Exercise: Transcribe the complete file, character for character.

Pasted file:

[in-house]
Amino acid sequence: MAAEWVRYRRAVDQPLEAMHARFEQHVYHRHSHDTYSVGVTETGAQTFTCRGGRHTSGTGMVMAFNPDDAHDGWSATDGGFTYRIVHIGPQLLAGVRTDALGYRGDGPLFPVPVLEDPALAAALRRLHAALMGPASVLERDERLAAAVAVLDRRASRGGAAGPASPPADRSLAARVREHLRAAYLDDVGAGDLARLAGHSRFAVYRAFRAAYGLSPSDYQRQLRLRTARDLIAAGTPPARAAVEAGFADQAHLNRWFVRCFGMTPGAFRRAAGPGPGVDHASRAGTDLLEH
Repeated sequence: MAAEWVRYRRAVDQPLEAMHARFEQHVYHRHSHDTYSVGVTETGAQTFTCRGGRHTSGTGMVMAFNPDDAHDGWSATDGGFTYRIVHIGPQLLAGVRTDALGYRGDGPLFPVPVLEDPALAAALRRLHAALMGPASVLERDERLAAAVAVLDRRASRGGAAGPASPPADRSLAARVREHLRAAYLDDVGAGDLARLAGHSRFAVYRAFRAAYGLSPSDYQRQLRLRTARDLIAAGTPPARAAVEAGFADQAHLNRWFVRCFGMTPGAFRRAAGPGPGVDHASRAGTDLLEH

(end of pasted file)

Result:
[in-house]
Amino acid sequence: MAAEWVRYRRAVDQPLEAMHARFEQHVYHRHSHDTYSVGVTETGAQTFTCRGGRHTSGTGMVMAFNPDDAHDGWSATDGGFTYRIVHIGPQLLAGVRTDALGYRGDGPLFPVPVLEDPALAAALRRLHAALMGPASVLERDERLAAAVAVLDRRASRGGAAGPASPPADRSLAARVREHLRAAYLDDVGAGDLARLAGHSRFAVYRAFRAAYGLSPSDYQRQLRLRTARDLIAAGTPPARAAVEAGFADQAHLNRWFVRCFGMTPGAFRRAAGPGPGVDHASRAGTDLLEH
Repeated sequence: MAAEWVRYRRAVDQPLEAMHARFEQHVYHRHSHDTYSVGVTETGAQTFTCRGGRHTSGTGMVMAFNPDDAHDGWSATDGGFTYRIVHIGPQLLAGVRTDALGYRGDGPLFPVPVLEDPALAAALRRLHAALMGPASVLERDERLAAAVAVLDRRASRGGAAGPASPPADRSLAARVREHLRAAYLDDVGAGDLARLAGHSRFAVYRAFRAAYGLSPSDYQRQLRLRTARDLIAAGTPPARAAVEAGFADQAHLNRWFVRCFGMTPGAFRRAAGPGPGVDHASRAGTDLLEH